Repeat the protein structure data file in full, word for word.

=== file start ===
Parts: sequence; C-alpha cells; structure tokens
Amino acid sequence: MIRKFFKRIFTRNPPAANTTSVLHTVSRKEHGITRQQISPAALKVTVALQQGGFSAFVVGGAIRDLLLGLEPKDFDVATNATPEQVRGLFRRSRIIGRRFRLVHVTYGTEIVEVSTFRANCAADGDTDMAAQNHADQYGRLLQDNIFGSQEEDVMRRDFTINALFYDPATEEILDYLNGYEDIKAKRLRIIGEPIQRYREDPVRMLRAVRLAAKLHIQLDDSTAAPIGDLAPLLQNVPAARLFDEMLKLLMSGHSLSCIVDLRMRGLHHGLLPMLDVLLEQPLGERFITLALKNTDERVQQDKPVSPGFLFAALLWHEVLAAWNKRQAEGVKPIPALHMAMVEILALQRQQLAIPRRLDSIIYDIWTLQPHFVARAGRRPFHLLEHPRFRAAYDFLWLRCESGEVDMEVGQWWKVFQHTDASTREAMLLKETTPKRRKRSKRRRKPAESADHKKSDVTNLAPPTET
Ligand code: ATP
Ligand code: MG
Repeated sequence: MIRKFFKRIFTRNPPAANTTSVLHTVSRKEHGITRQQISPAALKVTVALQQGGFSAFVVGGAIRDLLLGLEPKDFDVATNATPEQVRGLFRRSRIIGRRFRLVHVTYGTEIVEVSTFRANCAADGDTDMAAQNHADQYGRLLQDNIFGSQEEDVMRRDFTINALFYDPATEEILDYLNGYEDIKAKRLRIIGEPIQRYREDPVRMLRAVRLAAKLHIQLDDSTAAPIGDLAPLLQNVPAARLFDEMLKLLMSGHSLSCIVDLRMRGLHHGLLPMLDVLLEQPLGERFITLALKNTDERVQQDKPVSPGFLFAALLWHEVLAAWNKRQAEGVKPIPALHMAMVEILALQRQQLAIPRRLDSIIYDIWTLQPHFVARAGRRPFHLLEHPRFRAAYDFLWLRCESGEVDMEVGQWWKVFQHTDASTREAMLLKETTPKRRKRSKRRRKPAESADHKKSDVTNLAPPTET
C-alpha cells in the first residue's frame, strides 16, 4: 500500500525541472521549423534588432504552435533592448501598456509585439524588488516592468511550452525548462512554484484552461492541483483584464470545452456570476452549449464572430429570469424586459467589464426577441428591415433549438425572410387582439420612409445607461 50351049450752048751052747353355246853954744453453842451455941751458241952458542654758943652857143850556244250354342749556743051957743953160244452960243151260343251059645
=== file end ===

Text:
Parts: sequence; C-alpha cells; structure tokens
Amino acid sequence: MIRKFFKRIFTRNPPAANTTSVLHTVSRKEHGITRQQISPAALKVTVALQQGGFSAFVVGGAIRDLLLGLEPKDFDVATNATPEQVRGLFRRSRIIGRRFRLVHVTYGTEIVEVSTFRANCAADGDTDMAAQNHADQYGRLLQDNIFGSQEEDVMRRDFTINALFYDPATEEILDYLNGYEDIKAKRLRIIGEPIQRYREDPVRMLRAVRLAAKLHIQLDDSTAAPIGDLAPLLQNVPAARLFDEMLKLLMSGHSLSCIVDLRMRGLHHGLLPMLDVLLEQPLGERFITLALKNTDERVQQDKPVSPGFLFAALLWHEVLAAWNKRQAEGVKPIPALHMAMVEILALQRQQLAIPRRLDSIIYDIWTLQPHFVARAGRRPFHLLEHPRFRAAYDFLWLRCESGEVDMEVGQWWKVFQHTDASTREAMLLKETTPKRRKRSKRRRKPAESADHKKSDVTNLAPPTET
Ligand code: ATP
Ligand code: MG
Repeated sequence: MIRKFFKRIFTRNPPAANTTSVLHTVSRKEHGITRQQISPAALKVTVALQQGGFSAFVVGGAIRDLLLGLEPKDFDVATNATPEQVRGLFRRSRIIGRRFRLVHVTYGTEIVEVSTFRANCAADGDTDMAAQNHADQYGRLLQDNIFGSQEEDVMRRDFTINALFYDPATEEILDYLNGYEDIKAKRLRIIGEPIQRYREDPVRMLRAVRLAAKLHIQLDDSTAAPIGDLAPLLQNVPAARLFDEMLKLLMSGHSLSCIVDLRMRGLHHGLLPMLDVLLEQPLGERFITLALKNTDERVQQDKPVSPGFLFAALLWHEVLAAWNKRQAEGVKPIPALHMAMVEILALQRQQLAIPRRLDSIIYDIWTLQPHFVARAGRRPFHLLEHPRFRAAYDFLWLRCESGEVDMEVGQWWKVFQHTDASTREAMLLKETTPKRRKRSKRRRKPAESADHKKSDVTNLAPPTET
C-alpha cells in the first residue's frame, strides 16, 4: 500500500525541472521549423534588432504552435533592448501598456509585439524588488516592468511550452525548462512554484484552461492541483483584464470545452456570476452549449464572430429570469424586459467589464426577441428591415433549438425572410387582439420612409445607461 50351049450752048751052747353355246853954744453453842451455941751458241952458542654758943652857143850556244250354342749556743051957743953160244452960243151260343251059645